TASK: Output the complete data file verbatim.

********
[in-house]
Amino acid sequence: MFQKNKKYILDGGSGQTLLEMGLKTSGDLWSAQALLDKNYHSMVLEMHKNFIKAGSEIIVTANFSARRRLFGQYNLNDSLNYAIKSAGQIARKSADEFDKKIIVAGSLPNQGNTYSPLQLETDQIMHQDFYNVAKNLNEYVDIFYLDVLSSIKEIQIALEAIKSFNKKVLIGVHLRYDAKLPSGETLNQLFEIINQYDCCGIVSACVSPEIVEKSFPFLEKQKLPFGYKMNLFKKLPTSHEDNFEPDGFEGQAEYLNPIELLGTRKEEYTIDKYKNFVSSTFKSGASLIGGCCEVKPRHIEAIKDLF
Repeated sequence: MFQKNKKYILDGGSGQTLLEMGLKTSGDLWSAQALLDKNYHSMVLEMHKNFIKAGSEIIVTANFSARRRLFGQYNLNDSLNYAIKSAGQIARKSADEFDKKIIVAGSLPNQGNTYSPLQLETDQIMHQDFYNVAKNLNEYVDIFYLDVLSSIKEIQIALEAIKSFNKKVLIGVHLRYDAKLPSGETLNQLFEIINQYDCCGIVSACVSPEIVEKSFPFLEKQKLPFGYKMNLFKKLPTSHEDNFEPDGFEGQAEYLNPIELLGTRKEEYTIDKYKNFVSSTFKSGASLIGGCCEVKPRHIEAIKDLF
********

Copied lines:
[in-house]
Amino acid sequence: MFQKNKKYILDGGSGQTLLEMGLKTSGDLWSAQALLDKNYHSMVLEMHKNFIKAGSEIIVTANFSARRRLFGQYNLNDSLNYAIKSAGQIARKSADEFDKKIIVAGSLPNQGNTYSPLQLETDQIMHQDFYNVAKNLNEYVDIFYLDVLSSIKEIQIALEAIKSFNKKVLIGVHLRYDAKLPSGETLNQLFEIINQYDCCGIVSACVSPEIVEKSFPFLEKQKLPFGYKMNLFKKLPTSHEDNFEPDGFEGQAEYLNPIELLGTRKEEYTIDKYKNFVSSTFKSGASLIGGCCEVKPRHIEAIKDLF
Repeated sequence: MFQKNKKYILDGGSGQTLLEMGLKTSGDLWSAQALLDKNYHSMVLEMHKNFIKAGSEIIVTANFSARRRLFGQYNLNDSLNYAIKSAGQIARKSADEFDKKIIVAGSLPNQGNTYSPLQLETDQIMHQDFYNVAKNLNEYVDIFYLDVLSSIKEIQIALEAIKSFNKKVLIGVHLRYDAKLPSGETLNQLFEIINQYDCCGIVSACVSPEIVEKSFPFLEKQKLPFGYKMNLFKKLPTSHEDNFEPDGFEGQAEYLNPIELLGTRKEEYTIDKYKNFVSSTFKSGASLIGGCCEVKPRHIEAIKDLF